FiberTyping can verify fiber content of cotton products
Applied DNA Sciences, Inc., a provider of DNA-based security solutions, announced that FiberTyping has been launched as a commercial assay that can be used to verify the fiber content of cotton products worldwide.
All cottons are not created equal. The distinction between different species of cotton is what separates ELS (Gossypium barbadense) cotton from Upland (Gossypium hirsutum) cotton. FiberTyping is a Cotton Authentication DNA test, developed in collaboration with Supima, that has been utilized in trials by several well-established retailers and manufacturers around the world. This test has been blind-test validated. The commercial launch of FiberTyping should solidify APDN as the leader in DNA authentication of cotton fiber content.
Global cotton production exceeds 50 billion pounds per year. According to The US Cotton Market Monthly Economic Letter (12 April 2010), the four largest producers are: China (31%), India (23%), US (12%) and Pakistan (10%). Recently, Applied DNA has completed FiberTyping for customers based in the US, China, Hong Kong and India.
"We believe that by authenticating the fiber content for cotton before it reaches the retailer or end consumer is a big step in the right direction. By assuring quality, everyone along the supply chain is protected. FiberTyping provides a means to ensure that premium cotton labels contain premium fibers. We believe that the potential to test a wide range of cotton products represents a significant opportunity for FiberTyping to be incorporated into Quality Assurance and Control Programs for cotton on a global scale," stated Dr. James A. Hayward, CEO of APDN.
The advantages offered with FiberTyping are the abilities to:
• authenticate cotton content in finished products
• assure quality control at any stage of the cotton manufacturing process
• ensure brand protection
• provide confidence at the retail level.
Cotton classification is an issue of global significance, important to brand owners and to governments that must regulate international cotton trade. The identification of the fiber content of finished textiles provides a significant opportunity for license holders to control their brands and for governments to improve their ability to enforce compliance with international trade agreements.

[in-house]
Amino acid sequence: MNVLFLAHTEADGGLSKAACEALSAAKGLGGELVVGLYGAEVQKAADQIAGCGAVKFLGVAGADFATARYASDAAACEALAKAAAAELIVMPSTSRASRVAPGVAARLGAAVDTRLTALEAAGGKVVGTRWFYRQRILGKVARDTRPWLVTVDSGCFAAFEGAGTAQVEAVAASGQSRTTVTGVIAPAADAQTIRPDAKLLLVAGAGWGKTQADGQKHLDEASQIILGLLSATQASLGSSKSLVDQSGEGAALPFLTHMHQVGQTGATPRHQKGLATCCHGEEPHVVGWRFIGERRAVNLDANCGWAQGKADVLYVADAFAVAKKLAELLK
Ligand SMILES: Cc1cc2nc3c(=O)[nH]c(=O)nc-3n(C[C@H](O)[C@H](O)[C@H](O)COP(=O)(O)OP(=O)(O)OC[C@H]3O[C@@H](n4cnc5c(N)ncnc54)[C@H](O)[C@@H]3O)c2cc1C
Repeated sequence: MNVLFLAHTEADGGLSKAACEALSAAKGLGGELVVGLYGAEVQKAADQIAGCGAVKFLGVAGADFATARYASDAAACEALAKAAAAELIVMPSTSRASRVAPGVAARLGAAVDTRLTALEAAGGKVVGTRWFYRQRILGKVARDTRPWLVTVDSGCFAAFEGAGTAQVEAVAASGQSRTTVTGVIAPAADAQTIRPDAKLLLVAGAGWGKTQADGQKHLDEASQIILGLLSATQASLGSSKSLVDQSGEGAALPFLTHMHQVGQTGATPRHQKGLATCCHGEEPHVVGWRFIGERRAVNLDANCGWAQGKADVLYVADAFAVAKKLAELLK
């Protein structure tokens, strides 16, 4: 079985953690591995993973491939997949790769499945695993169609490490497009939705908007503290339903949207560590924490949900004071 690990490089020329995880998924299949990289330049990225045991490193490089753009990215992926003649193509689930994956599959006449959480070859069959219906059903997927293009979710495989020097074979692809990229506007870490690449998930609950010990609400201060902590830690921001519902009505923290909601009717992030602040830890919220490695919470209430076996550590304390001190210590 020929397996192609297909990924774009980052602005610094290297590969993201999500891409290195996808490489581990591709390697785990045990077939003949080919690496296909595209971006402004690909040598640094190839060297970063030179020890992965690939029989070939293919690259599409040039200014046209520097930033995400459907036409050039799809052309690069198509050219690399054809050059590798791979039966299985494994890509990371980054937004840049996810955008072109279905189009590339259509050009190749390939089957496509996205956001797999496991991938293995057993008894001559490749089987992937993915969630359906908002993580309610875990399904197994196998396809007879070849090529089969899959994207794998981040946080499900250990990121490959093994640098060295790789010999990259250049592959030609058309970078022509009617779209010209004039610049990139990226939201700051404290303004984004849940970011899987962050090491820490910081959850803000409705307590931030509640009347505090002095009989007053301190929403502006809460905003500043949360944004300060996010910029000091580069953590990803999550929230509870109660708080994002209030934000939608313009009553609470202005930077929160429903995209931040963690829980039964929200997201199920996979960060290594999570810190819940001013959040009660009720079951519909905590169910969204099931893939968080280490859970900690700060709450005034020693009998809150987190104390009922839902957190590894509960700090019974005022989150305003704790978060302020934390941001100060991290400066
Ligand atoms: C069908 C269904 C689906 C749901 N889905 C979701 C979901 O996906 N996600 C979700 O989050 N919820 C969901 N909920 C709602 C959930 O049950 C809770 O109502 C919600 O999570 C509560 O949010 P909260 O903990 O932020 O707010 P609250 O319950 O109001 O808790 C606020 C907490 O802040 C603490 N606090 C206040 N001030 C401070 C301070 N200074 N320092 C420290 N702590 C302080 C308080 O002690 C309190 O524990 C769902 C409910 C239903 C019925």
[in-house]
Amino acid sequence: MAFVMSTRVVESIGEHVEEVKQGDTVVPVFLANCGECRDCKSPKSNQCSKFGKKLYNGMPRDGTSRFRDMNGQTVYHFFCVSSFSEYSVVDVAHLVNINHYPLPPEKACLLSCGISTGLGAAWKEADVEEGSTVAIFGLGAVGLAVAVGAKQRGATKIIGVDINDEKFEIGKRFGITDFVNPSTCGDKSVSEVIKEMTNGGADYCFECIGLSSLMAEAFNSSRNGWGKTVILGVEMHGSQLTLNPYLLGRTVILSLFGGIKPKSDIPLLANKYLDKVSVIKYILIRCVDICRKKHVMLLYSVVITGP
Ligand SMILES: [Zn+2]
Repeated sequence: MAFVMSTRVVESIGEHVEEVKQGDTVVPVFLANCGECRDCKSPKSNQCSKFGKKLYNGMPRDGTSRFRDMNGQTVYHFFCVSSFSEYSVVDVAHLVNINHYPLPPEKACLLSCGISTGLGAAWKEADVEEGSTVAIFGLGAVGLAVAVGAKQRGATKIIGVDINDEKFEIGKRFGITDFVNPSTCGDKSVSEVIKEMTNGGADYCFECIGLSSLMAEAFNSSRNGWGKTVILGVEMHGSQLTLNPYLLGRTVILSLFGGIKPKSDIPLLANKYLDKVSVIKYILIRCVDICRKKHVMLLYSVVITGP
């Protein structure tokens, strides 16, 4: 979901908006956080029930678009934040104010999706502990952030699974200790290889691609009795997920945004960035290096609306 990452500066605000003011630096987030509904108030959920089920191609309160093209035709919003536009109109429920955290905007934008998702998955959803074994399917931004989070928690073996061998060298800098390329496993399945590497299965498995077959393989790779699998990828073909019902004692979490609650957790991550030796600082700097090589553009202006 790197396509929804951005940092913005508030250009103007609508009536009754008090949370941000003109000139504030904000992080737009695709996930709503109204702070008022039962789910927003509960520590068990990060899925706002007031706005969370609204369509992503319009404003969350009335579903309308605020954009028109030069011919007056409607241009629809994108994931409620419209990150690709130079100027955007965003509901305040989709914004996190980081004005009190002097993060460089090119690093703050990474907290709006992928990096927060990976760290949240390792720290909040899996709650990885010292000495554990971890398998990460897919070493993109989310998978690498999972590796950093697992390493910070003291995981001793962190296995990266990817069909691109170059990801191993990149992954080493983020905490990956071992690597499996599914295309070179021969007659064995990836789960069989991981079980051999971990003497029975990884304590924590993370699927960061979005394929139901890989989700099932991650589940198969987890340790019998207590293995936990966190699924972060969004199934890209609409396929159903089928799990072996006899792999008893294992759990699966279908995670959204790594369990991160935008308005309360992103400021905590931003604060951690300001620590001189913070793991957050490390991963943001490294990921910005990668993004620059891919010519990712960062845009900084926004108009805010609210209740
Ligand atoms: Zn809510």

Cotton is an integral part of the US textile manufacturing sector's rapid growth. Annual business revenue stimulated by cotton in the US economy exceeds $120 billion, making cotton America's number one value-added crop. Globally, the total cotton testing market includes retailers, manufacturers and government regulators who are responsible for compliance with labeling and international trade agreements. The application of FiberTyping is also relevant to premium cotton fibers across the globe including extra long staple Supima, Egyptian Giza cotton and Peruvian cotton.
Under the Textile Act, a textile fiber product is misbranded and subject to fines and penalties if it is falsely or deceptively stamped, tagged, labeled, invoiced or otherwise identified.
In the largest civil penalty ever obtained in a Textile Act case, WestPoint-Stevens agreed to settle FTC charges that it violated the Textile Fiber Products Identification Act (Textile Act) by misbranding and mislabeled the proportion of Pima cotton contained in the sheets and towels it manufactured and sold. The company, one of the biggest US textile manufacturers, agreed to pay a civil penalty of $360,000 to settle these charges.
Applied DNA Sciences Inc